Can I freeze apple butter?

Yes, you can freeze apple butter for longer storage. Use airtight containers or freezer bags and leave some space for expansion. If you don’t feel like canning apple butter, freezing is a great alternative. Keep in mind, if the power goes out, the food in your freezer will go bad, so have a plan to use it!

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Making homemade apple butter is a rewarding endeavor that allows you to savor the flavors of fall year-round. Whether you spread it on toast, use it as a condiment, or incorporate it into your favorite recipes, this apple butter is a delicious and versatile addition to your pantry. Enjoy the rich and comforting taste of homemade apple butter anytime you like!

apple butter in jar

Apple Butter

Apple butter is a delightful spread that captures the essence of ripe apples and the warmth of fall. It's a versatile condiment that can be used on toast, biscuits, pancakes, or as a flavor enhancer in various recipes.

Ingredients
  

  • Apples (around 5-6 pounds)
  • 2-3 cups Sugar
  • 1-2 tsp Cinnamon (to taste)
  • 2-3 tbsp Lemon Juice
  • 1/4-1/2 tsp Ground Cloves (to taste)
  • 1/2 cup Water

Instructions
 

  • Wash, peel, and core the apples. Cutthem into small chunks or slices. You can use a variety of appletypes for a more complex flavor.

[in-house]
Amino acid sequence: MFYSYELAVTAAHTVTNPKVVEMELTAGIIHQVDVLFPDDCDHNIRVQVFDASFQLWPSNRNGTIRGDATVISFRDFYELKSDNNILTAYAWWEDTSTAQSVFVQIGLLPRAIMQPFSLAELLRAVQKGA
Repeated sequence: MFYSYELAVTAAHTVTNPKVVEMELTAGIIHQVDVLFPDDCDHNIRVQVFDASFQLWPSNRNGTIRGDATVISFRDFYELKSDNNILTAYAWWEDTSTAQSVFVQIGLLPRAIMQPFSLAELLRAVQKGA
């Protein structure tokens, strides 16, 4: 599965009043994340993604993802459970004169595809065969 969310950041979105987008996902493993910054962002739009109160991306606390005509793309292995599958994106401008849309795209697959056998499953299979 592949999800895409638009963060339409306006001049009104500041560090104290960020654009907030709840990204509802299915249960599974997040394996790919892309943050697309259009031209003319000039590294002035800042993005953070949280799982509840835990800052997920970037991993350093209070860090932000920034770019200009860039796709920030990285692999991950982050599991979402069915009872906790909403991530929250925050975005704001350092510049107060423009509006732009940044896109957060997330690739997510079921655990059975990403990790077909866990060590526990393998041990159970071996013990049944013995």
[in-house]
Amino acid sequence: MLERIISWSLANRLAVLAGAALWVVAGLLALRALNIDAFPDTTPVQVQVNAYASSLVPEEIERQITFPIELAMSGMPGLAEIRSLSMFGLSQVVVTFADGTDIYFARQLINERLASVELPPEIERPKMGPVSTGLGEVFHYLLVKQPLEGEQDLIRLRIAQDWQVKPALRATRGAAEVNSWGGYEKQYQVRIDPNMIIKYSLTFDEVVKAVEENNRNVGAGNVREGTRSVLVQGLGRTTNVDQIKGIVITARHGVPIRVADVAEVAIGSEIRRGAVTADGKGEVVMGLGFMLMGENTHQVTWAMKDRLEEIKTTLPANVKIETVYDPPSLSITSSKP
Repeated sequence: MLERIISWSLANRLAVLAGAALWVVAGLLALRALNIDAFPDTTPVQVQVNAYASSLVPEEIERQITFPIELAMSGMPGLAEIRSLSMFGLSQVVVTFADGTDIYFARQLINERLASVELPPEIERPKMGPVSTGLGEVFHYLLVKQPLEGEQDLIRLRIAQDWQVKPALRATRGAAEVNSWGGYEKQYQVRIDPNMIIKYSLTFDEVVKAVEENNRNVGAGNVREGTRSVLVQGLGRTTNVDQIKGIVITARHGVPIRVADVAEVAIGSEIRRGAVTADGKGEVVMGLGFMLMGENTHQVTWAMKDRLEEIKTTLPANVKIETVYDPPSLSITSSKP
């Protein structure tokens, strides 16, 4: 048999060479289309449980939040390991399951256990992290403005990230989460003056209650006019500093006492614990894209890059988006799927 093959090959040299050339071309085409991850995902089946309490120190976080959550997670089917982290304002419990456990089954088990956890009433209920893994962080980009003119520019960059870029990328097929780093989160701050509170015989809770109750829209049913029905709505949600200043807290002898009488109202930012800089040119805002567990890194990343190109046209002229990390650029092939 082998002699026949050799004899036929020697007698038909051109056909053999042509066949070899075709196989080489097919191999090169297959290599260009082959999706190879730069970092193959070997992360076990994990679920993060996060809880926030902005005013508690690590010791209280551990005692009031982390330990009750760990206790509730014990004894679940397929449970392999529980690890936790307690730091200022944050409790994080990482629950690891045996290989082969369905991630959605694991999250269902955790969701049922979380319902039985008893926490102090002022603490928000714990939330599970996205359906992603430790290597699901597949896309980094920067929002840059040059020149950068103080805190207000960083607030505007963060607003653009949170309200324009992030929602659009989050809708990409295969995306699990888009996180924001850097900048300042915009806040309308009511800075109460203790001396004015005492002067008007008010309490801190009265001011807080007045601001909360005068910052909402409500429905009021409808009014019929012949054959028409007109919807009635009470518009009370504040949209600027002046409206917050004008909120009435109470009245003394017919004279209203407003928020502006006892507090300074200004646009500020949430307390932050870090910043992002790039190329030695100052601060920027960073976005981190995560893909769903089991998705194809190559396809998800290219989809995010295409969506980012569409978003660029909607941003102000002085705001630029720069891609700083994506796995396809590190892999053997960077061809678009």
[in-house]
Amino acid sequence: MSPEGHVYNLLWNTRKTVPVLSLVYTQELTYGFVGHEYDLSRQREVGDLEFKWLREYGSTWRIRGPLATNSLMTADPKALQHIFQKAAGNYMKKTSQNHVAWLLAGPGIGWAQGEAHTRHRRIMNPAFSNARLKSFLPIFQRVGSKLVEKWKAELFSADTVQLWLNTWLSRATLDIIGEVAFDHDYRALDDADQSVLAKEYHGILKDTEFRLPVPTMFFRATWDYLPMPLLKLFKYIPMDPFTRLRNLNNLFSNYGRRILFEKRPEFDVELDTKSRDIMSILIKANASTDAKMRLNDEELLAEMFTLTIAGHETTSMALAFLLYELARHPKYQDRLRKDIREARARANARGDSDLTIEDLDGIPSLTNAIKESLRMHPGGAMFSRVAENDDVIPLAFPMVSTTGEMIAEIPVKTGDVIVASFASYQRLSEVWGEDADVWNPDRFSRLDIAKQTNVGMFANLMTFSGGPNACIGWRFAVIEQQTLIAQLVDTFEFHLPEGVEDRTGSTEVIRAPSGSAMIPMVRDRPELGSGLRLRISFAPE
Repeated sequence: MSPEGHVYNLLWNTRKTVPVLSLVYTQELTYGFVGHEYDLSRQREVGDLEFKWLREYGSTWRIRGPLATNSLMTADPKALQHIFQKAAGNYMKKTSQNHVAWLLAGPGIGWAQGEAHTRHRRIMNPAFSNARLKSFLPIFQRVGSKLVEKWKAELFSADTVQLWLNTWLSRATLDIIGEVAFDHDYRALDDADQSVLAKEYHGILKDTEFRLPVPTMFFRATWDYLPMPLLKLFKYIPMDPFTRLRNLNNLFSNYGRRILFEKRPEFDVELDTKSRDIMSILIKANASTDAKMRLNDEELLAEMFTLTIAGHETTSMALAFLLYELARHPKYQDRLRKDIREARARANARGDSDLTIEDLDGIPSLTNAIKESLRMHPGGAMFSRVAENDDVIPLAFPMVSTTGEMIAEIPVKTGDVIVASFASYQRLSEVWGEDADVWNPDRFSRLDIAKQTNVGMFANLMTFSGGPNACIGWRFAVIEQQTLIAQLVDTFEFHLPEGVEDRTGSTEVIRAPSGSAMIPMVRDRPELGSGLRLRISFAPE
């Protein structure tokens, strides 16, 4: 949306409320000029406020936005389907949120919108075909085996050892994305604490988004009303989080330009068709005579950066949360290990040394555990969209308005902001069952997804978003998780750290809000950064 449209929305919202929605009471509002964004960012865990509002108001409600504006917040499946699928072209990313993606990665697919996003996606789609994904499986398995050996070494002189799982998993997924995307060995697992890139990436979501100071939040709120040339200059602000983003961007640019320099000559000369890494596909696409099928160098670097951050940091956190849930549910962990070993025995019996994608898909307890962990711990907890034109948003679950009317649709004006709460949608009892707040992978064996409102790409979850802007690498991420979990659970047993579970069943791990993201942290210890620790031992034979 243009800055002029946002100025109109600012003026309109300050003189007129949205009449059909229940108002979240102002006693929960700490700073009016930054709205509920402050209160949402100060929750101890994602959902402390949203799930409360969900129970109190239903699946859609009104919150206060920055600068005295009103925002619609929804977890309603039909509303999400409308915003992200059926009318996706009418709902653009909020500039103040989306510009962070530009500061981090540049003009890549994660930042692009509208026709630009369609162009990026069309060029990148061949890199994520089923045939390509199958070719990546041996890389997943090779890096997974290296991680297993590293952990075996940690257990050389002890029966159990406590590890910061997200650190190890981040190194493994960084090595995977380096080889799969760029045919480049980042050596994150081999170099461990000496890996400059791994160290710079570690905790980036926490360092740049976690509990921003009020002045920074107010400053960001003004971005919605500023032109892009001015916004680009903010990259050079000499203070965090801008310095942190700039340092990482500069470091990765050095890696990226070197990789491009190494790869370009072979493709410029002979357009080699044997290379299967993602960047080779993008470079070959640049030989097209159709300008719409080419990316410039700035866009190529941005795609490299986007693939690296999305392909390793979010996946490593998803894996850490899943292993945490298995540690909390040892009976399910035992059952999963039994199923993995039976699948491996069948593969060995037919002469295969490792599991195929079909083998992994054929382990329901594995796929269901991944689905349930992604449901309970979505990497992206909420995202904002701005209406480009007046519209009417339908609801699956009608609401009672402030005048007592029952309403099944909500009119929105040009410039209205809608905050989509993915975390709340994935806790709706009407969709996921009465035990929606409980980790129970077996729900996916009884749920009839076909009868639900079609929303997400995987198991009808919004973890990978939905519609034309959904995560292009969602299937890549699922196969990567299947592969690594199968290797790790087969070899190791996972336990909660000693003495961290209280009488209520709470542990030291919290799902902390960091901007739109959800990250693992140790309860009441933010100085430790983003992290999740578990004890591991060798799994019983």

• If using a slow cooker, set it to low heat and let the apples simmer for about 10 hours. Stir occasionally, and leave the lid slightly ajar to allow steam to escape.
    If using a pot, simmer the apples over low heat, stirring frequently, for approximately 4-5 hours or until the apples have turned into a thick, dark, and caramelized mixture.
  • Use a potato masher or an immersion blender to mash the apples until the mixture is smooth and free of lumps. Adjust the sweetness and spices to your taste.
  • Toward the end of the apple butter cooking time, sterilize your canning jars and lids. You can do this by placing the jars in a large pot of boiling water for 10 minutes. Submerge the lids in simmering water, not boiling, to prevent damage.
  • Using a canning funnel, carefully fill the sterilized jars with the hot apple butter, leaving about 1/4-inch headspace at the top.
  • Slide a clean knife or a bubble remover tool around the inside of the jars to release any trapped air bubbles.
  • Wipe the rims of the jars with a clean, damp cloth or paper towel to ensure a good seal.
  • Place the sterilized lids on the jars and secure them with the rings. Make sure not to overtighten.
  • Place the filled and sealed jars into a water bath canner or a large stockpot filled with boiling water. Ensure the jars are fully submerged, with at least 1-2 inches of water above the lids.
  • Bring the water back to a gentle boil and process the jars for about 10-15 minutes. Adjust the processing time for your altitude if necessary (check for local guidelines).
  • Carefully remove the jars from the canner using a jar lifter. Place them on a clean towel or a cooling rack, leaving space between the jars to cool.
  • After the jars have cooled (usually overnight), check the seals by pressing down on the lids. If they don't flex and make a popping sound, the jars are sealed. If a jar didn't seal, refrigerate and consume its contents within a few weeks.
How To Make Homemade Apple Butter